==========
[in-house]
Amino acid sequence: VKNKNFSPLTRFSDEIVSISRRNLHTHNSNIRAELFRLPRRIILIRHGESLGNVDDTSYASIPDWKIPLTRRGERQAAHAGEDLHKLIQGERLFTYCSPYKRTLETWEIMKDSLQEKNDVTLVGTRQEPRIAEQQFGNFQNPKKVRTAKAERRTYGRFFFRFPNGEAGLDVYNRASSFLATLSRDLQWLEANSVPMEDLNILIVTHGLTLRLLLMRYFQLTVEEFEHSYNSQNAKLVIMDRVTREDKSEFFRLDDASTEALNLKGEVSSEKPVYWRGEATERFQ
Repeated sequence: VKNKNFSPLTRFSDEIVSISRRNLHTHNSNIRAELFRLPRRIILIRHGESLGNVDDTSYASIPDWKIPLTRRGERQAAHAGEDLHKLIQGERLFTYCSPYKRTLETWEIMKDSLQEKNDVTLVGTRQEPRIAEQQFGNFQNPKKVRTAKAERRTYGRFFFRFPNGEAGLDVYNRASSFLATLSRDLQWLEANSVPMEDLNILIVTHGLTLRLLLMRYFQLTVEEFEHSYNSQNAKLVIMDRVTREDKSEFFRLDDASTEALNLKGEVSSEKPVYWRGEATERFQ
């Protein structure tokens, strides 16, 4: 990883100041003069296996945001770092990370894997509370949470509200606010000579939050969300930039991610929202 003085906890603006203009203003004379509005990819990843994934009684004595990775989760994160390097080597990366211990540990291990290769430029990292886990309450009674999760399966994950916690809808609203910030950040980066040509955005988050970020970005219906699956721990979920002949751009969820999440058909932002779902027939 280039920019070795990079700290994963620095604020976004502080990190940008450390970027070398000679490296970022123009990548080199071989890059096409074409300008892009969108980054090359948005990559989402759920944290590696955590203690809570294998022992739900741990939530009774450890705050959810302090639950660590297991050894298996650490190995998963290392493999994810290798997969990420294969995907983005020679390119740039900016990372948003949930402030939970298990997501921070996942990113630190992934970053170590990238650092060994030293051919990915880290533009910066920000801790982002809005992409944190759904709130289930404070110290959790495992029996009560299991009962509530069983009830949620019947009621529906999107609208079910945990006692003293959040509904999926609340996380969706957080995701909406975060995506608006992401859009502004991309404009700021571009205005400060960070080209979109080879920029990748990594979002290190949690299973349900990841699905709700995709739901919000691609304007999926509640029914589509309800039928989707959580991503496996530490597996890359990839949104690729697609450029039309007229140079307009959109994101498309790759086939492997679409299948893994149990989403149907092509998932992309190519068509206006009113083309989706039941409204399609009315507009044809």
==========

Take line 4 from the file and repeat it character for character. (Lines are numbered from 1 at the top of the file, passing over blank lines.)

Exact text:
């Protein structure tokens, strides 16, 4: 990883100041003069296996945001770092990370894997509370949470509200606010000579939050969300930039991610929202 003085906890603006203009203003004379509005990819990843994934009684004595990775989760994160390097080597990366211990540990291990290769430029990292886990309450009674999760399966994950916690809808609203910030950040980066040509955005988050970020970005219906699956721990979920002949751009969820999440058909932002779902027939 280039920019070795990079700290994963620095604020976004502080990190940008450390970027070398000679490296970022123009990548080199071989890059096409074409300008892009969108980054090359948005990559989402759920944290590696955590203690809570294998022992739900741990939530009774450890705050959810302090639950660590297991050894298996650490190995998963290392493999994810290798997969990420294969995907983005020679390119740039900016990372948003949930402030939970298990997501921070996942990113630190992934970053170590990238650092060994030293051919990915880290533009910066920000801790982002809005992409944190759904709130289930404070110290959790495992029996009560299991009962509530069983009830949620019947009621529906999107609208079910945990006692003293959040509904999926609340996380969706957080995701909406975060995506608006992401859009502004991309404009700021571009205005400060960070080209979109080879920029990748990594979002290190949690299973349900990841699905709700995709739901919000691609304007999926509640029914589509309800039928989707959580991503496996530490597996890359990839949104690729697609450029039309007229140079307009959109994101498309790759086939492997679409299948893994149990989403149907092509998932992309190519068509206006009113083309989706039941409204399609009315507009044809």